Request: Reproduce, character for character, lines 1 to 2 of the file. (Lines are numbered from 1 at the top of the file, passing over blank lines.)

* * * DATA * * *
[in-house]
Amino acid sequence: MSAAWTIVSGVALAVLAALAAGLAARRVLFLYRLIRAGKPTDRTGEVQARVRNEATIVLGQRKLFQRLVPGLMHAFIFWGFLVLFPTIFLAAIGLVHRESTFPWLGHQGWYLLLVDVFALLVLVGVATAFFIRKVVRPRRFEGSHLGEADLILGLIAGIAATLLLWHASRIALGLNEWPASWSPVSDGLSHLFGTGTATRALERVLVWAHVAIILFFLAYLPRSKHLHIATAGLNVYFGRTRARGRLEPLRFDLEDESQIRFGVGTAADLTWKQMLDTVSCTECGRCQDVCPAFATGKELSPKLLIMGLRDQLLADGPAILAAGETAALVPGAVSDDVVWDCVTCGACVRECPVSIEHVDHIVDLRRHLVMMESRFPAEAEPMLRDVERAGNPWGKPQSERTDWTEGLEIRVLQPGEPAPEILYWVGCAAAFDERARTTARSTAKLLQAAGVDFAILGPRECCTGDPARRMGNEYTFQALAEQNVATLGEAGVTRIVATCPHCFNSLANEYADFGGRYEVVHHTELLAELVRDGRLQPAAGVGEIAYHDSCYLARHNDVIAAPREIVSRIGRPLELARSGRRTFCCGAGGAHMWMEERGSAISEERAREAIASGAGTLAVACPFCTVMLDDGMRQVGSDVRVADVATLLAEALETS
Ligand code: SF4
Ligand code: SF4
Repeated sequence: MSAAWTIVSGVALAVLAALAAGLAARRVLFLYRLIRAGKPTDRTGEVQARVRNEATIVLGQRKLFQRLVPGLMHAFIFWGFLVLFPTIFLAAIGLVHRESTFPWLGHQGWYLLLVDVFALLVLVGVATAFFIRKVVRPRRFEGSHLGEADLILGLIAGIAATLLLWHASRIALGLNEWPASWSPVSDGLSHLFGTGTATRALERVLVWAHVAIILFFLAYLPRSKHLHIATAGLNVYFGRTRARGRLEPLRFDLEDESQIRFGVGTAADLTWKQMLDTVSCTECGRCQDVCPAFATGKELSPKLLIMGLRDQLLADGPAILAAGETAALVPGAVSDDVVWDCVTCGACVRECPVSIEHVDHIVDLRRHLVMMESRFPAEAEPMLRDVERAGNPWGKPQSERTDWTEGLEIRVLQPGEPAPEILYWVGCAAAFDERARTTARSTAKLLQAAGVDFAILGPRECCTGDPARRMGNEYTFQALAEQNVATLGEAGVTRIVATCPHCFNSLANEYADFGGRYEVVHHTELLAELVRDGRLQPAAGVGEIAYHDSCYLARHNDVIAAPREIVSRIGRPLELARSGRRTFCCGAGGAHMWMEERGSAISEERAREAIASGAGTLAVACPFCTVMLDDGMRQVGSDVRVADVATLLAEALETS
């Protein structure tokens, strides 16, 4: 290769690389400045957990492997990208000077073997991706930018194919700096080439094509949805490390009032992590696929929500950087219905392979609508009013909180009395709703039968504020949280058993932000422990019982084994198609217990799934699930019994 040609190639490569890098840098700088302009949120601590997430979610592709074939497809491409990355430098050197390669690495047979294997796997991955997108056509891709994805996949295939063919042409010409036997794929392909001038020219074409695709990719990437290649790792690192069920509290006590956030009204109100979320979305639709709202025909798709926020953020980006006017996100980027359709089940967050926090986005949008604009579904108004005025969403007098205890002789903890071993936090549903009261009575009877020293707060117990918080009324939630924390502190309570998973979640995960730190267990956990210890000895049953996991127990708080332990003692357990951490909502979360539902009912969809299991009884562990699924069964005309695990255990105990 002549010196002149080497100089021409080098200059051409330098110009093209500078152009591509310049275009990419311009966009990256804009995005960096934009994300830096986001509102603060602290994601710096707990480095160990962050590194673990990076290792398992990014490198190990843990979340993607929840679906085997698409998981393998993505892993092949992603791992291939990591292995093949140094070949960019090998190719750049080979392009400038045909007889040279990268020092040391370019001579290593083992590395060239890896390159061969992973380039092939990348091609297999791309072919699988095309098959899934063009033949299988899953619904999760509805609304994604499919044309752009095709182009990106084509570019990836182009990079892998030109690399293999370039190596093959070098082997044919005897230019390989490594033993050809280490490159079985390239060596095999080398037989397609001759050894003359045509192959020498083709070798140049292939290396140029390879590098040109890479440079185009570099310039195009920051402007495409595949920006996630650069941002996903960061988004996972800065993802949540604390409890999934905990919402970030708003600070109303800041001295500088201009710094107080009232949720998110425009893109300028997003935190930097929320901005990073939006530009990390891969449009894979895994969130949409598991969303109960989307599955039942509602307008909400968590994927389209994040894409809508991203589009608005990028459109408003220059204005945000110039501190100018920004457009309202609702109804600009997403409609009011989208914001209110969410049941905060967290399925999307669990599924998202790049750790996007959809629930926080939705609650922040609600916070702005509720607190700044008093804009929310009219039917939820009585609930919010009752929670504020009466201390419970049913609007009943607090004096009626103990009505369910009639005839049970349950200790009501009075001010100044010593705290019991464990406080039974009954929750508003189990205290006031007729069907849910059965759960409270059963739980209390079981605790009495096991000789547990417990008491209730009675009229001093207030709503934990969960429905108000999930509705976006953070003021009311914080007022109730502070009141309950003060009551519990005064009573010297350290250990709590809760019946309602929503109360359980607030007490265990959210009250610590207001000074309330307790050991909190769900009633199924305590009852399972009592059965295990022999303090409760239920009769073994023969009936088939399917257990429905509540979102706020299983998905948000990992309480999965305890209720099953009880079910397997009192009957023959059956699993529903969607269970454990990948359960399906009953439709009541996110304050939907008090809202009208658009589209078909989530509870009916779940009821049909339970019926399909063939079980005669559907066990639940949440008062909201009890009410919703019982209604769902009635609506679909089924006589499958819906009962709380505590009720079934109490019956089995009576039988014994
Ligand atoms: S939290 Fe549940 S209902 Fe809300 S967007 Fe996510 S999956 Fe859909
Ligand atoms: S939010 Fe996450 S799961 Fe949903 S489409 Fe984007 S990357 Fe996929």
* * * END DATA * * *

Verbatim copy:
[in-house]
Amino acid sequence: MSAAWTIVSGVALAVLAALAAGLAARRVLFLYRLIRAGKPTDRTGEVQARVRNEATIVLGQRKLFQRLVPGLMHAFIFWGFLVLFPTIFLAAIGLVHRESTFPWLGHQGWYLLLVDVFALLVLVGVATAFFIRKVVRPRRFEGSHLGEADLILGLIAGIAATLLLWHASRIALGLNEWPASWSPVSDGLSHLFGTGTATRALERVLVWAHVAIILFFLAYLPRSKHLHIATAGLNVYFGRTRARGRLEPLRFDLEDESQIRFGVGTAADLTWKQMLDTVSCTECGRCQDVCPAFATGKELSPKLLIMGLRDQLLADGPAILAAGETAALVPGAVSDDVVWDCVTCGACVRECPVSIEHVDHIVDLRRHLVMMESRFPAEAEPMLRDVERAGNPWGKPQSERTDWTEGLEIRVLQPGEPAPEILYWVGCAAAFDERARTTARSTAKLLQAAGVDFAILGPRECCTGDPARRMGNEYTFQALAEQNVATLGEAGVTRIVATCPHCFNSLANEYADFGGRYEVVHHTELLAELVRDGRLQPAAGVGEIAYHDSCYLARHNDVIAAPREIVSRIGRPLELARSGRRTFCCGAGGAHMWMEERGSAISEERAREAIASGAGTLAVACPFCTVMLDDGMRQVGSDVRVADVATLLAEALETS